How to Identify Him
Genesis 49:10—His Authority
The scepter shall not depart from Judah, nor a law-giver from between his feet, until Shiloh comes; and to Him shall be the obedience of the people.
This portion of the Torah (Five Books of Moses) describes a person arriving at a precise time. Traditional Jewish scholarship considers the passage Messianic. According to The Jewish Study Bible, this verse “has traditionally been viewed as a messianic prophecy in both the Jewish and Christian traditions.”1 Shiloh, the key word in the verse, is often not even translated because of the difficulty in doing so. Yet that same word is translated “Until He comes whose right it is” in Ezekiel 21:27. The Targums (Aramaic translations of the Hebrew Bible) say the word Shiloh refers to a “King Messiah.”2 Thus the man of authority from Judah is King Messiah.
Deuteronomy 18:18–19—His Status
I will raise up for them [the Jewish people] a Prophet like you [Moses] from among their brethren, and will put My words in His mouth, and He shall speak to them all that I command Him. And it shall be that whoever will not hear My words, which He speaks in My name, I will require it of him.
This Torah portion describes a person who would come after Moses, who would be like Moses. Thus he would be a Jewish prophet. And, like Moses, he would communicate the very words of God to God’s people. It would be incumbent upon them to listen to him.
Isaiah 7:14—His Birth
Therefore the Lord Himself will give you a sign: Behold, the virgin shall conceive and bear a Son, and shall call His name Immanuel.
A virgin having a baby is certainly unique and hard to believe. In fact, such a thing would be a miracle. Yet it is no easier for an 89-year-old woman long past the change of life (“Sarah had passed the age of childbearing,” Gen. 18:11) to have a child with a 99-year-old man. God’s announcement that Sarah would bear Abraham a son caused her to laugh in disbelief. Yet Isaac (Hebrew for “laughter”) was born, his very name a testament to the miracle.
If that miracle happened—and Jewish people believe it did—what would prevent another, similar miracle? Is Almighty God not capable of doing the impossible? And the precedent for a supernatural birth was already in place.
While working on the Septuagint (200–300 B.C. Greek translation of the Hebrew Scriptures), Jewish scholars chose the Greek word parthenos to translate the Hebrew word almah. Parthenos unmistakably means “virgin.” Thus every Jewish person who read the Greek version of the Hebrew Bible understood the child in Isaiah 7:14 would be born of a virgin.
Who was this child whose name would be Immanuel, meaning “God with us”? Traditional Jewish thinking consistently says that he is King Messiah. The Babylonian Talmud states, “R[abbi] Huni in the name of R[abbi] Ide and R[abbi] Joshua said, that this man is the King Messiah of whom it is said, Psa. 2:7, ‘This day have I begotten thee.’”3
Micah 5:2—His Birthplace
But you, Bethlehem Ephrathah, though you are little among the thousands of Judah, yet out of you shall come forth to Me the One to be Ruler in Israel, whose goings forth are from of old, from everlasting.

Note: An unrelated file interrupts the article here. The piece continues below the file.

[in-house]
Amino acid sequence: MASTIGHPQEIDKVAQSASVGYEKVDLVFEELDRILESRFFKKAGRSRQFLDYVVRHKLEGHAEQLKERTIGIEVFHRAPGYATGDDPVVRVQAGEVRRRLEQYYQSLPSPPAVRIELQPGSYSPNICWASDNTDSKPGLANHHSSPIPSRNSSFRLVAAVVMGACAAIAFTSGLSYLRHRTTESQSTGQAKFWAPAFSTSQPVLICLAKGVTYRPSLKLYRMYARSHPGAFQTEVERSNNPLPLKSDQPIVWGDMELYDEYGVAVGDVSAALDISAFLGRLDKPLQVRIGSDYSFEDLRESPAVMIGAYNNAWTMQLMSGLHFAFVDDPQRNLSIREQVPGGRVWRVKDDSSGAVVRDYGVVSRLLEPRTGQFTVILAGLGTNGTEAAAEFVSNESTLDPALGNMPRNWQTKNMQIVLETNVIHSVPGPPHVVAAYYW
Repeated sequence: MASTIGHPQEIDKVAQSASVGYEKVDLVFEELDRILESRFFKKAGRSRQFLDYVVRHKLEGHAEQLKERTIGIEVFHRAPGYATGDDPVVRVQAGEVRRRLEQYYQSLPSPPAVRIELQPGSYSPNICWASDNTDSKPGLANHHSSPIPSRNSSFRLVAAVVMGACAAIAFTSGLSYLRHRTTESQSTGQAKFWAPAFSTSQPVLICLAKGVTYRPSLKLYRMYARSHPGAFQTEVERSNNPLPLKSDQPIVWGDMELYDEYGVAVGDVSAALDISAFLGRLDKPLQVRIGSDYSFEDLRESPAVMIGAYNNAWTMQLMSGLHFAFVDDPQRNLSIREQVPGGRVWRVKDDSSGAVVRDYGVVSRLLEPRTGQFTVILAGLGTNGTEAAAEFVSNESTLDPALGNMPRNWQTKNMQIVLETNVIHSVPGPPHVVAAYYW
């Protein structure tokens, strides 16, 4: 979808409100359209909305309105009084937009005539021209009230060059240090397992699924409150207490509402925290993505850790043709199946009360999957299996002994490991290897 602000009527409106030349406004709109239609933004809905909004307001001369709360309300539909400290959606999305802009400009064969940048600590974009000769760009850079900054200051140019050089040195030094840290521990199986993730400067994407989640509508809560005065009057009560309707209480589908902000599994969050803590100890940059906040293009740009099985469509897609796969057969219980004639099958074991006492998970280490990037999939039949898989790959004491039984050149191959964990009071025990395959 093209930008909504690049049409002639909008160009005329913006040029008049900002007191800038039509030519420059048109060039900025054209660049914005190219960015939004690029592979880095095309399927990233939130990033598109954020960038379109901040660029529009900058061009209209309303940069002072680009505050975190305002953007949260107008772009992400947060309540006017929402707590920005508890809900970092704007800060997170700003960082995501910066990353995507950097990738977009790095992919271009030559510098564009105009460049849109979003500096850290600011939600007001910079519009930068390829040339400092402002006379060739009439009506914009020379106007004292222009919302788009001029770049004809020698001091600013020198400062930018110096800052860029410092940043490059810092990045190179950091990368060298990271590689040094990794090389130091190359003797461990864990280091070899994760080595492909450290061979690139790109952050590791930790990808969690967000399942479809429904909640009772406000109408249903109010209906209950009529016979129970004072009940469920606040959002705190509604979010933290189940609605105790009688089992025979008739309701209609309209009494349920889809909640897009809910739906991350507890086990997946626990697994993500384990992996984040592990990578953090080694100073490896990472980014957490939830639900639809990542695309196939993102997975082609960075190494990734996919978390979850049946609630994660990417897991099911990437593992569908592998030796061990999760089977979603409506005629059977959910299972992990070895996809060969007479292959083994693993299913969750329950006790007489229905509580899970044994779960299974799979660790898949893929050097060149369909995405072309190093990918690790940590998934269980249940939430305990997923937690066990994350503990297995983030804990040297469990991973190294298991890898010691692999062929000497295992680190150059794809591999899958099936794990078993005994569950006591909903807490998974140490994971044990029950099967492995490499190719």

The prophet Micah foretold that Messiah would be born in southern Bethlehem (Ephrathah). There were two Bethlehems, one in the north and one in the south. Targum Jonathan states, “Out of thee Bethlehem shall MESSIAH go forth before me, to exercise dominion over Israel.”4
Isaiah 9:6—His Name
For unto us a Child is born, unto us a Son is given; and the government will be upon His shoulder. And His name will be called Wonderful, Counselor, Mighty God, Everlasting Father, Prince of Peace.
This prophecy tells of the unique nature of the baby to be born. These names characterize his nature. Wrote Dr. Michael L. Brown:
As the brilliant Hebrew and Rabbinic scholar Franz Delitzsch noted, even Samuel David Luzzatto, one of the greatest of the Italian rabbis, rightly observed that “you do not expect to find attributes of God here, but such as would be characteristic of the child.” This agrees with statements in the Talmudic and midrashic writings, along with the comments of Abraham Ibn Ezra, all of which state that the names refer to the child.5
The Midrash on Ezekiel 48:35 asks, “What is the name of KING MESSIAH? R[abbi] Abba, son of Kohana said ‘JEHOVAH,’ for it is written, This is HIS name whereby HE shall be called, THE LORD OUR RIGHTEOUSNESS.”6 Clearly the boy (King Messiah) that is born will possess the name God and bring peace.
Despite these scholarly commentaries, it is interesting that the 1917 Jewish Publication Society translation of the Holy Scriptures takes Isaiah 9:6 and merely transliterates the Hebrew, with the English footnoted at the bottom of the page. This suggests an uneasiness with the text, perhaps because the reference to King Messiah is too obvious.
- Adele Berlin, Marc Zvi Brettler, and Michael Fishbane, eds., The Jewish Study Bible, featuring The Jewish Publication Society TANAKH Translation (Oxford: Oxford University Press, 2004), 97 n.
- Kenton Beshore, The Messiah of the Targums, Talmuds and Rabbinical Writers (Los Angeles: World Bible Society, 1971), chart 5.
- Ibid., chart 9.
- Ibid., chart 10.
- Michael L. Brown, Answering Jewish Objections to Jesus, 3, Messianic Prophecy Objections (Grand Rapids: Baker Books, 2003), 33.
- Beshore, chart 16.